Proverbs 6:6 Got to the ant… consider her ways…
I am not a big fan of ants. Sometimes it seems like ants are my lot in life. Every house we have lived in has had an ant problem. Maybe God is trying to draw my attention to the ant. But my response has been to add “exterminator” as a line item to our family budget. I like that the verse says “Go to the ant” rather than “Let the ants come to you (and live in your kitchen)….”
Even better still, I live in a time where I can go to Wikipedia to consider the ant. In that safe online environment, ants are amazing. Ants communicate, learn, construct and defend nests, navigate long distances, cooperate with kin, compete with other colonies, and enter into beneficial relationships with a variety of other creatures. There are even ants that cultivate little fungus gardens in their nests rather than forage for food. Ant societies are characterized by division of labor, communication between individuals, and an ability to solve complex problems. No wonder scripture instructs us to “consider her ways.”
One thing I recently learned about ants was that ants grow into their roles in the colony. Ants are sort of born with a blank slate. They try different jobs until they settle on one. If an ant isn’t good at foraging, they stop trying that and learn a different way to contribute to the colony. If they aren’t good at caring for eggs, they find a different specialty.
Bringing that home, we can weave this knowledge of ants with what we know to be true about work from scripture into the fabric of our daily life. We can try out different ways to contribute to our family – and give our kids the opportunity to do the same thing. We can divide the labor, communicate well, and solve problems.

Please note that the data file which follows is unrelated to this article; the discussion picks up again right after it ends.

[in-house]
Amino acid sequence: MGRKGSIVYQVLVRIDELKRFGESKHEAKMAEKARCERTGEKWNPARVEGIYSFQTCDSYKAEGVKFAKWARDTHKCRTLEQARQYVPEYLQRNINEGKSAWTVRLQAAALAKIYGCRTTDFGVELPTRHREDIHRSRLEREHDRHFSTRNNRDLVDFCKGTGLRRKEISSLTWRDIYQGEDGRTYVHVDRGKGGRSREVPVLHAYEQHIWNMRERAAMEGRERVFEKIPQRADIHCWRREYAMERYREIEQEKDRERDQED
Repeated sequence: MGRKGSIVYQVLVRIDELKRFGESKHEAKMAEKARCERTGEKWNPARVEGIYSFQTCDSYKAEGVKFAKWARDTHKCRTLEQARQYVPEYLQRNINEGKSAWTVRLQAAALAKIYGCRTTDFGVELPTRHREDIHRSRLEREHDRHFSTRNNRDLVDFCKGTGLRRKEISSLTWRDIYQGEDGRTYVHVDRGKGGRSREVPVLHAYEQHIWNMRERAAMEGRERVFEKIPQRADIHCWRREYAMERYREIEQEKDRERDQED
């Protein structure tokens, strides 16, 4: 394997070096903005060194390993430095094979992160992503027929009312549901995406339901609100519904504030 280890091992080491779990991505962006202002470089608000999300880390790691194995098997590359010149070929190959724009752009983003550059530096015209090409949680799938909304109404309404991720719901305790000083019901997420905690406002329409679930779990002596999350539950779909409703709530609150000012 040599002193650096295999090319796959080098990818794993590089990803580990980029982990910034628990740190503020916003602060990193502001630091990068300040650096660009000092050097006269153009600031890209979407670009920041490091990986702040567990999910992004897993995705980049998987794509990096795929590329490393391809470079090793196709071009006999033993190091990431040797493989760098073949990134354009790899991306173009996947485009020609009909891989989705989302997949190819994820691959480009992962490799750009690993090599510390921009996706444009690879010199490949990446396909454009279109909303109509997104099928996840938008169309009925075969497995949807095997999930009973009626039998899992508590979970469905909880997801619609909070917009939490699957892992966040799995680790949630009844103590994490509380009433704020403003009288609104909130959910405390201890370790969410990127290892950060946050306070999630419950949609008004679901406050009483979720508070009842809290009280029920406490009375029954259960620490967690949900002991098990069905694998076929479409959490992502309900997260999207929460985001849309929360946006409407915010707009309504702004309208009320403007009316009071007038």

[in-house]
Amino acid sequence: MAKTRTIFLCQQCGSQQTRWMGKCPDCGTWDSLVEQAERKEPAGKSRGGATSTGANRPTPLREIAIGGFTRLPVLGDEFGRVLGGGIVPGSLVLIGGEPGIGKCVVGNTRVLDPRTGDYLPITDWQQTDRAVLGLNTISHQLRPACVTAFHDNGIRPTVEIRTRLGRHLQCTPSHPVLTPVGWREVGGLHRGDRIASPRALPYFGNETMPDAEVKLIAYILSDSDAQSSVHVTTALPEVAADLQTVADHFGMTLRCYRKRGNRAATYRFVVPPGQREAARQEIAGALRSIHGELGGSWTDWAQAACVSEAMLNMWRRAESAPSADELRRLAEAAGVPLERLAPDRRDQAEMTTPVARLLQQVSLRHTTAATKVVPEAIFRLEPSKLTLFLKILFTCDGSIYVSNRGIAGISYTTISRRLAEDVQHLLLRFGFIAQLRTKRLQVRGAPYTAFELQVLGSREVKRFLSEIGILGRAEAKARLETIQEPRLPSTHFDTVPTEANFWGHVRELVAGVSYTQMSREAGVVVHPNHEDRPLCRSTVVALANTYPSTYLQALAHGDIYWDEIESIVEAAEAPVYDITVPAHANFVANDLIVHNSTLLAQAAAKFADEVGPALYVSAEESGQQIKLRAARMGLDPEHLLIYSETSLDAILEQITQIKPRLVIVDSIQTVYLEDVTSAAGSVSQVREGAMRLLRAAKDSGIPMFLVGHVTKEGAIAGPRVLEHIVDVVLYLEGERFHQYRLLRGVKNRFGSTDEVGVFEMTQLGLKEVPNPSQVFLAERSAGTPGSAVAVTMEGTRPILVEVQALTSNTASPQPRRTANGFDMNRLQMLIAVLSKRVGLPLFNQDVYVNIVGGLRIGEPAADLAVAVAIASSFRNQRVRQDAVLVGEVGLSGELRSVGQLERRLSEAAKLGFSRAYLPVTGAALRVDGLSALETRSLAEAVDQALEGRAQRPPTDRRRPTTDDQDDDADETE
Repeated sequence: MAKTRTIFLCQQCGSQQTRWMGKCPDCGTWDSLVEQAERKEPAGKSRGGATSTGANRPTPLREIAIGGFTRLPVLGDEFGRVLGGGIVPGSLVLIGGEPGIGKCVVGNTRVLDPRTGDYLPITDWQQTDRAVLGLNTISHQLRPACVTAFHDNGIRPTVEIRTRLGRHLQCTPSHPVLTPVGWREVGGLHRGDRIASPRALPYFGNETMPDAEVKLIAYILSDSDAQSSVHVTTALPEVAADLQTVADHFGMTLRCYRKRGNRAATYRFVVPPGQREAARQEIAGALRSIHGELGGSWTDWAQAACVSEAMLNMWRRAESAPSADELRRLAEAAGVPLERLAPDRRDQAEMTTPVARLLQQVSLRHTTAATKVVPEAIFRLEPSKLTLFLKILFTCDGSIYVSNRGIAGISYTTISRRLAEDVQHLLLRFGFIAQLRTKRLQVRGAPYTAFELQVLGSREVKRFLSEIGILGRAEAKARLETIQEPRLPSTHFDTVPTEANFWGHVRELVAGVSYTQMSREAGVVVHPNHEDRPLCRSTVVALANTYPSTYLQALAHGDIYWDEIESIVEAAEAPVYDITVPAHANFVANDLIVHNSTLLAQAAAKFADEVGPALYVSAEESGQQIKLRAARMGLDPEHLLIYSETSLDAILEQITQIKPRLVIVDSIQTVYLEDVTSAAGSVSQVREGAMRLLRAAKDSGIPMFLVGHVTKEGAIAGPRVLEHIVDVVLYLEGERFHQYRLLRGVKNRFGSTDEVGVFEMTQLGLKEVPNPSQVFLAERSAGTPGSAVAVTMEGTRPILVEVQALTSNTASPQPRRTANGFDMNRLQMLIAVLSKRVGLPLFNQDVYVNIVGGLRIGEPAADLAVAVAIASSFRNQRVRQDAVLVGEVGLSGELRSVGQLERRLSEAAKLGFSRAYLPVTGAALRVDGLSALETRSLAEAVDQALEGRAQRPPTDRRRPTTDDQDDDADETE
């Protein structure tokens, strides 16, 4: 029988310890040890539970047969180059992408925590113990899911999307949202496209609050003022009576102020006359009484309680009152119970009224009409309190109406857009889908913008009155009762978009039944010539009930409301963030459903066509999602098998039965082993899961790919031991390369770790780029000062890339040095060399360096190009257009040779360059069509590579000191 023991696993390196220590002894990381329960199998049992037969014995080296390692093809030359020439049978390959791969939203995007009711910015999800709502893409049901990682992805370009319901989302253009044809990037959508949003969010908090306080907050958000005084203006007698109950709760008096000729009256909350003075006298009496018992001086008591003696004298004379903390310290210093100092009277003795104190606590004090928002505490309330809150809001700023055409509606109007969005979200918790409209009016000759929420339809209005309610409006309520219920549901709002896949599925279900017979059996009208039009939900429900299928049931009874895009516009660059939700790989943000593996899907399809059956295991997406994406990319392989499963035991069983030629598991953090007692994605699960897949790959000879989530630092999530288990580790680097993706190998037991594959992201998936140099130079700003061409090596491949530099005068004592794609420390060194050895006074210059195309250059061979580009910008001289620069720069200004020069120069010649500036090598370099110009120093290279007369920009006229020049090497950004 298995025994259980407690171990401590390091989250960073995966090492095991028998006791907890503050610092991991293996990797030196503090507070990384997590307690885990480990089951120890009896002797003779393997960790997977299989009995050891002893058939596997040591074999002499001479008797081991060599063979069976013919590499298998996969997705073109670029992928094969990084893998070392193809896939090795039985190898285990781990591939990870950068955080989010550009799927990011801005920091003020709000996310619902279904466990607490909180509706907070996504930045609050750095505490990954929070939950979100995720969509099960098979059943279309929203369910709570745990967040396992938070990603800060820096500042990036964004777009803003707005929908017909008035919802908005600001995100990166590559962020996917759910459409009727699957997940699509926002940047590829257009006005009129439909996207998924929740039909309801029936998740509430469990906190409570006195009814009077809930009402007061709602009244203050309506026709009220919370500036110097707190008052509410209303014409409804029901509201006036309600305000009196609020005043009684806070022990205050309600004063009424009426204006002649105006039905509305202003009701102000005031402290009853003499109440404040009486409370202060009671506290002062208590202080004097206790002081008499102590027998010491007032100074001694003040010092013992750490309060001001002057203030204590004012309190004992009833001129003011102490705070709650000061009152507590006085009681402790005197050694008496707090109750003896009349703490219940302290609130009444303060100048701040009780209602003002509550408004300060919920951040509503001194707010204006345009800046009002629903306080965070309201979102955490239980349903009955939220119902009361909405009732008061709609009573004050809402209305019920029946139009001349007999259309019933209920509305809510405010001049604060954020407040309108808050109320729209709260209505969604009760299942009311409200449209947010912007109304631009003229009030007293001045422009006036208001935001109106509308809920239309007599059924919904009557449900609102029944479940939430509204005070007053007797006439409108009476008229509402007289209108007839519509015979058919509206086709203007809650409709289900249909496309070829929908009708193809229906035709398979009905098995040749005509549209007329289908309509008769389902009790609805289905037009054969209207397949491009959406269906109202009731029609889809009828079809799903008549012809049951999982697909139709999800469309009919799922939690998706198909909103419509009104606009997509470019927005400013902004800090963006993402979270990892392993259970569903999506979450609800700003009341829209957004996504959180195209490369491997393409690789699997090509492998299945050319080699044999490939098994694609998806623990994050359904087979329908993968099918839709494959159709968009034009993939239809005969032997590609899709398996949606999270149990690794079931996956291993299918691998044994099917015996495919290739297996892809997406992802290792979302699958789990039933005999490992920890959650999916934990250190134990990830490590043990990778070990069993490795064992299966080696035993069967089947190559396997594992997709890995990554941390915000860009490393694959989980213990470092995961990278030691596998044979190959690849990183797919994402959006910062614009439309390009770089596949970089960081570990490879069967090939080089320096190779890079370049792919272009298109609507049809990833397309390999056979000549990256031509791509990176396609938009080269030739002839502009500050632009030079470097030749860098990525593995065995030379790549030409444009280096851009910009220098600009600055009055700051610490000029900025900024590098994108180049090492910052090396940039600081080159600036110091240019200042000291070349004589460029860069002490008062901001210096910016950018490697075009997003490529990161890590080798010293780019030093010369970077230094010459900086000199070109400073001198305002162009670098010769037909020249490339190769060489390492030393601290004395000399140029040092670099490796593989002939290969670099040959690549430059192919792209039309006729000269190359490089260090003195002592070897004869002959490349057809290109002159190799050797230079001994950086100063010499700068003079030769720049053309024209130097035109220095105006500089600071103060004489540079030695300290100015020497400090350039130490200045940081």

So, a couple of weeks ago I gave you a huge list of chores for kids of all ages. (I know, so the 0-to-2-year olds got off a little easy…
So, what now? What do you do with a list like that?
There are a couple of categories of jobs to be done around the house. There are the every day things like cooking meals, making beds, and cleaning up the kitchen. And then there are the weekly/monthly/quarterly things like vacuuming carpets, cleaning the oven, raking leaves, and planting the garden.
Today let’s talk about daily things. Next week we can talk about periodic things.
In the Quillen house we live by routines. This may sound boring – but it keeps the stuff that we need to do to live in a supporting role rather than becoming the star of the show. By having well established routines, we are able to accomplish what needs to happen (eating, clean clothes, devotions/worship) in a consistent way that then frees up the rest of the day for the things we want to happen (school, work, play).
A Day in the Life of the Quillens
Rise & Shine
- Get up
- Make bed
- Go potty
- Devotions (when our kids turn 9 we start them with morning or evening devotions)